An Improved attempt:
G: Interact fruitfully with people in Oxford
P: Google scholar on the intersection between my research topic and theirs. Reading their papers by day, watching their videos by night. Re-read what I might help them with that was read before, list topics per person, write what to say about each topic. Only Facebook them.
T: 02:00-23:59 daily.
This is only for "computer use", where I'm most likely to do the wrong thing.
Now there is a simple to check list of things I want to do, I could be doing, and I'll try to do until G arrives. I can only do those. If x doesn't belong, don't do it, that simple. I'm free from midnight to two to do whatever, thus I don't feel enslaved by my past self. No heavy cognitive load is burning my willpower candle (Shawn Achor 2010) by trying set theory gimmicks to get me to do the wrong thing.
So please, take the:
Positive Information Diet Challenge
Write your G's (goals) P's (positives) and T's (times), and forget about your A's (Avoids)
If you feel like your Facebook feed is not a good source of information, you have options other than eliminating it entirely: namely, you can modify what people's content you see on it. Aggressively unfollowing people can work wonders, as can aggressively following interesting people. Unfollowing doesn't mean unfriending, so you don't have to feel like you're snubbing a friend who happens to post largely uninteresting content.
Alternatively, to wean yourself off Facebook, unfollow 5-10 interesting people every time you log on.
The quote immediately preceding this describes a remarkably impressive information diet, the emulation of which is beyond the scope of what you could possibly hope to achieve in this kind of 'Challenge'. This being presented as the thing to be avoided is utterly bizarre.
I suspect 1 and 2 were what was being objected to. Still, it is misleading.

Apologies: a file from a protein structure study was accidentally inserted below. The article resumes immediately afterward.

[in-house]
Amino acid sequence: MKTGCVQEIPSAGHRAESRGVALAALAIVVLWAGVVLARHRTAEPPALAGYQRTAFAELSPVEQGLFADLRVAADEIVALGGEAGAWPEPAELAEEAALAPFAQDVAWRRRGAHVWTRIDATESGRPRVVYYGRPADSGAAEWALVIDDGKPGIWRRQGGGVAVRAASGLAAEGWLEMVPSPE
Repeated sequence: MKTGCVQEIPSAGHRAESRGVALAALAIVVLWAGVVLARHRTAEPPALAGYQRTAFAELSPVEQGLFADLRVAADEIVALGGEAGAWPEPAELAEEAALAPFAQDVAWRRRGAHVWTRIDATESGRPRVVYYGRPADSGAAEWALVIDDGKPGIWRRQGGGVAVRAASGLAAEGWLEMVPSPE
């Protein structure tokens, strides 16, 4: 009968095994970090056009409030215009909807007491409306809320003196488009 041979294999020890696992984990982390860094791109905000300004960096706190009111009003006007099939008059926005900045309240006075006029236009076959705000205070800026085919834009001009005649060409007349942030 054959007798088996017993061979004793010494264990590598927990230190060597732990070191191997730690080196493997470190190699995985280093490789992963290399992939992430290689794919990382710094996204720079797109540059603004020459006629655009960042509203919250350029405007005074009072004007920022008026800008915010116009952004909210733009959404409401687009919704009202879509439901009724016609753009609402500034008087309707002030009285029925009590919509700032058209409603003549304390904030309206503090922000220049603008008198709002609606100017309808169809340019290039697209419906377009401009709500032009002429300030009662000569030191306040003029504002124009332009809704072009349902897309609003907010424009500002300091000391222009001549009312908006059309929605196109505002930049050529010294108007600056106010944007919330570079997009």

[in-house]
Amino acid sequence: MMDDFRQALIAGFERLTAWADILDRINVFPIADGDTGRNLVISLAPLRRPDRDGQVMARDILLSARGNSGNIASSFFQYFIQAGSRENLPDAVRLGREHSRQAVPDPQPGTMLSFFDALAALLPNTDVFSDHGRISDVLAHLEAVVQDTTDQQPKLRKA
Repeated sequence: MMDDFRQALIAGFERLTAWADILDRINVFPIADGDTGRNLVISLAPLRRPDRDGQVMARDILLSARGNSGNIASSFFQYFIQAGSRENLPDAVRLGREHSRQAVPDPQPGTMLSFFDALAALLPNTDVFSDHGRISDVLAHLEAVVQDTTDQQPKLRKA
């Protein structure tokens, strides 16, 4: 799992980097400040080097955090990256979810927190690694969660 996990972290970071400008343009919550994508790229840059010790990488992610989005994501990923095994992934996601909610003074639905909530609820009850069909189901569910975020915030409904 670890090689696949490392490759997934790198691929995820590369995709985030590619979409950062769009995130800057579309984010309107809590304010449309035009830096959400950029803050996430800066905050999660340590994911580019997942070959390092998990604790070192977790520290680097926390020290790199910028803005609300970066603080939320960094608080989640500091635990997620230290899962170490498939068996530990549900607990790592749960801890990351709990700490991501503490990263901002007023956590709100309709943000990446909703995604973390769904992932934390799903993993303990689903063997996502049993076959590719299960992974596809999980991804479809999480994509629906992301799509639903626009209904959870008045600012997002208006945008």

I think most plans like this fail because people have limited willpower. It only takes one willpower failure for you to break your rules and have them become less meaningful. That's why I recommend explicitly identifying "safe" break activities to engage in when you have limited willpower. (At first, doing your "safe" break activities will feel like work 'cause you're making yourself choose them, but over time they will feel like fun like they're supposed to feel like.) To preserve your attention span, you can require yourself to wait 1 minute before switching from work activities to break activities, and choose break activities that aren't addictive variable reinforcers (e.g. checking the reddit homepage is a terrible break activity). Laughter is supposed to counter ego depletion, so The Daily Show and other funny TV shows could be good. (TV is also long-form, so it won't kill your attention span the way clicking around the internet might.)
Lately I've been checking variable reinforcers like Less Wrong once per day in the evening (any time after 11 PM), with a one-minute delay first. (I also let myself read Less Wrong at other times, but I only make intentional visits, e.g. it's OK to search the LW archive for something and also click something else that looks interesting, but no visiting just to see what's up, except after 11 PM.) This is working better than anything else I've tried... I do want to know what's happening on Less Wrong, but I don't want to have it as an option to interrupt whatever I might be concentrating on at any time.
You might find this post of mine a useful framework for self-experimentation along these lines. IMO, a steady stream of experimental tweaks to policies you have laid out for yourself works better an inspired day of self-improvement every few months.
Thanks for the 1 minute hack, brilliant idea. Could have been the stopper for me being here right now (I'm here because the tab was open, so I figured I could take a look) I'll read the post at midnight, seems great.
But most importantly, Harvard's Shawn Achor deals extensively with willpower in his "happiness advantage" book. I do recommend strongly that people think that (as a matter of experimental fact) they have, for all things, just one candle of willpower. If you try too much at the same time, it burns out and you are doomed in many dimensions. Which is why there is a good rate for building new habits, which are set aside from the category of "demanding willpower" to "I already do this, this is part of me".
Related keywords: blacklist vs whitelist
My compressibility sense is tingling. Considering that this was the example of a short list...
"Plants" was short for above-ground-vegetables there. Perhaps a Portuguese-Enghilsh false cognate if the metonymy is obviously unfeasible for a native English speaker.